by Eric Van Genderen
This article was originally published in PCJH’s Winter 2022 Pinnacle, “Bursting Into Songs of Joy”
One of the most beautiful songs that is sung at Christmas is “Silent Night.” It’s very origins are humble in nature; thereby only adding to its immense meaning and sentiment for many. For centuries, the tune was attributed to such famous composers as Haydn, Mozart, and Beethoven; as no original manuscript of the music was in circulation, the song’s actual author could not be identified.
However, as is more-often-than-not the case, almost accidentally an original manuscript was eventually found, and the author and composer were disclosed to the world. Amazingly, the composer, Franz Xavier Gruber, came from humble beginnings; Gruber was nothing more than a simple schoolteacher who also served as the church organist/choir director in a small Austrian village. The words to ‘Silent Night’ (originally written in their native German language, Stille Nacht’), are attributed to a young Catholic priest, John Mohr.
Whether, or not, Mohr’s lyrics were actually inspired by walks he regularly took through the wintry Austrian mountainside near his home, his poetic lines depict a magnificent – and vivid – ‘portrait’ of that first Christmas Eve, when our Lord was born. How much further away from the actual birthplace could the authors of the song have lived; and how different the surroundings. Yet, how simple and beautiful the melody; and, how splendid the poetic imagery. Holistically, how warmly ‘Silent Night’ touches our hearts – every year, as it has done throughout the ages.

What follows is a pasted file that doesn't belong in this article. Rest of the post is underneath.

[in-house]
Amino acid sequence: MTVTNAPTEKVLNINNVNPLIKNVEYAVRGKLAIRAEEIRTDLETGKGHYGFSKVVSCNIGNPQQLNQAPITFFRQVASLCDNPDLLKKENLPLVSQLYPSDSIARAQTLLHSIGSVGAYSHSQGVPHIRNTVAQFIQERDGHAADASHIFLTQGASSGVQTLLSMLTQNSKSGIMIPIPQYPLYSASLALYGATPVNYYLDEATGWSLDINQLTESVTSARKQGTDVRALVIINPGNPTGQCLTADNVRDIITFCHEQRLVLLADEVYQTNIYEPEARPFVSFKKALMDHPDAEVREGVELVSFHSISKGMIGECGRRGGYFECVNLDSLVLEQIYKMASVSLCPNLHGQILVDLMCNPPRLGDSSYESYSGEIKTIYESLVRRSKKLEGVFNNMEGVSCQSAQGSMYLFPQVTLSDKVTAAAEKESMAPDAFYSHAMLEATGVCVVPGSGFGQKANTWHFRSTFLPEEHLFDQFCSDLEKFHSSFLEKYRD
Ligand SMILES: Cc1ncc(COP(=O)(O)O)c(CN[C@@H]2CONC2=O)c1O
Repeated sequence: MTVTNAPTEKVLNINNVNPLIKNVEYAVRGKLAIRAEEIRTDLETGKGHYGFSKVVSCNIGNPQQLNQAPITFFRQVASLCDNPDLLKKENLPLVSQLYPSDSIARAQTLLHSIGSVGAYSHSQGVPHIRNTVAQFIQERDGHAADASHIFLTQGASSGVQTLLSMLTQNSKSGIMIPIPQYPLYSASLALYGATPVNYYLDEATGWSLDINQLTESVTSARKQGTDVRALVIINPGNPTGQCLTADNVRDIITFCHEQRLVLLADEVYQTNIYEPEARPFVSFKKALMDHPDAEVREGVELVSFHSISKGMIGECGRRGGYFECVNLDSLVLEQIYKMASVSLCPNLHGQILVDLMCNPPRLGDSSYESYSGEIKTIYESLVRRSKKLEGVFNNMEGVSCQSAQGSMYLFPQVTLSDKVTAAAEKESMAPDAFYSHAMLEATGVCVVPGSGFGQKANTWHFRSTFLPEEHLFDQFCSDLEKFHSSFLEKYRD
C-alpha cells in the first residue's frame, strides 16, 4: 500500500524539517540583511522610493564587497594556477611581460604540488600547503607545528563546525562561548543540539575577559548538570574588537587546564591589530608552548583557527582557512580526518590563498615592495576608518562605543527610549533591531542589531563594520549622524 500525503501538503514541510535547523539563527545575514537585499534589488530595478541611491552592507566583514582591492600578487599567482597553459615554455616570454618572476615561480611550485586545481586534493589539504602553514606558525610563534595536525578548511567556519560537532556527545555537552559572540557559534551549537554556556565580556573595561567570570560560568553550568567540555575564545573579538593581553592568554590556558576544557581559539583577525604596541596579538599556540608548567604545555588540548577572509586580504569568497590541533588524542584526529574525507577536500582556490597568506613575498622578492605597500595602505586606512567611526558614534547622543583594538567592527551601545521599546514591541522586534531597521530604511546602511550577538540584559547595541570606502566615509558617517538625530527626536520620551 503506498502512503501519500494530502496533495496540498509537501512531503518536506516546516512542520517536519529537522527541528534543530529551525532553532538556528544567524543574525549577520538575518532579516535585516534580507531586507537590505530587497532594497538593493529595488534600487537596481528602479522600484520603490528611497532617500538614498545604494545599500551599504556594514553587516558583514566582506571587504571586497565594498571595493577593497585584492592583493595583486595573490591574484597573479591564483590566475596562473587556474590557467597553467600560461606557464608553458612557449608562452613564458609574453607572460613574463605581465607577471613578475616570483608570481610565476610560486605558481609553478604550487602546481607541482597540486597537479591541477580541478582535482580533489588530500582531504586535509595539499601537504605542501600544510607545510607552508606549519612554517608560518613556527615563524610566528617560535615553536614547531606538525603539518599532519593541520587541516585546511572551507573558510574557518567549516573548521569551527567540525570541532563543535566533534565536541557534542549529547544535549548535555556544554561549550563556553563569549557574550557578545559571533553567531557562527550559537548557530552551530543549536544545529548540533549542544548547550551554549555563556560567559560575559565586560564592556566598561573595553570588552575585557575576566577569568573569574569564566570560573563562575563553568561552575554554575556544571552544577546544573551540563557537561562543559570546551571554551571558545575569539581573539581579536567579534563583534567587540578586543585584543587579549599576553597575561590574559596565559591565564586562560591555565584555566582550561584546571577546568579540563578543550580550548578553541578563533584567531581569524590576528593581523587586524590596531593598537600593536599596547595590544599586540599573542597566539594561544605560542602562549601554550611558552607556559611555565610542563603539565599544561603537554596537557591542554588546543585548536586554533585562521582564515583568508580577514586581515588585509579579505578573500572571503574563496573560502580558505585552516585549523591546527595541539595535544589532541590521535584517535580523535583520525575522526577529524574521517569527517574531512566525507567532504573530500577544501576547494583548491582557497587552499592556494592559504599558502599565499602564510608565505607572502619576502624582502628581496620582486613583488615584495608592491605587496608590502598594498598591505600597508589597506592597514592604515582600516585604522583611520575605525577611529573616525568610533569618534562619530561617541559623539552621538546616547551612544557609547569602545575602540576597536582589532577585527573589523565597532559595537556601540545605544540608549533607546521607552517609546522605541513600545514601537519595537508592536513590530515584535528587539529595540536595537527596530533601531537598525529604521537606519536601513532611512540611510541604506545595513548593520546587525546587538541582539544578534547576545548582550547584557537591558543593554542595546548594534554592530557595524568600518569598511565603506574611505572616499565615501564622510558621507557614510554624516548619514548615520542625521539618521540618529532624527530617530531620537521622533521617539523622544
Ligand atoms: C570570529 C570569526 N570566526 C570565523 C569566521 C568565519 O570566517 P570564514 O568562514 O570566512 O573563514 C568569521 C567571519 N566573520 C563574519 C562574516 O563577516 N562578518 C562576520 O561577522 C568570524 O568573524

On Christmas Eve, 1818, Gruber and Mohr first performed ‘Stille Nacht, Heilige Nacht’ (Silent Night, Holy Night) for the small congregation at their village’s church. As the church organ was in need of repair, Gruber first wrote the music for guitar. For their debut performance, Gruber played the guitar, while Mohr sang. An organ builder and repairman, working at the church, took a copy of the six-verse song to his home village.
There, it was picked up and spread by two families of traveling folk singers, who performed around northern Europe. In 1834, the Strasser family performed it for the King of Prussia. In 1839, the Rainer family of singers debuted the carol outside Trinity Church in New York City.
The composition evolved, and it was translated into over 300 languages, with many different arrangements, for various voices and ensembles. The song has been played and sung in churches, in town squares, even on the battlefield during World War I, when, during a temporary truce on Christmas Eve, soldiers sang carols from home. “Silent Night,” by 1914, known around the world, was sung, simultaneously, in French, German, and English.
From humble beginnings, yet, having global impact. For all of the reasons presented within this short essay – and then some – the magnificence of “Silent Night” shall always hold a special place in my heart (Source: The Story Behind The Beloved Christmas Carol “Silent Night”). ✝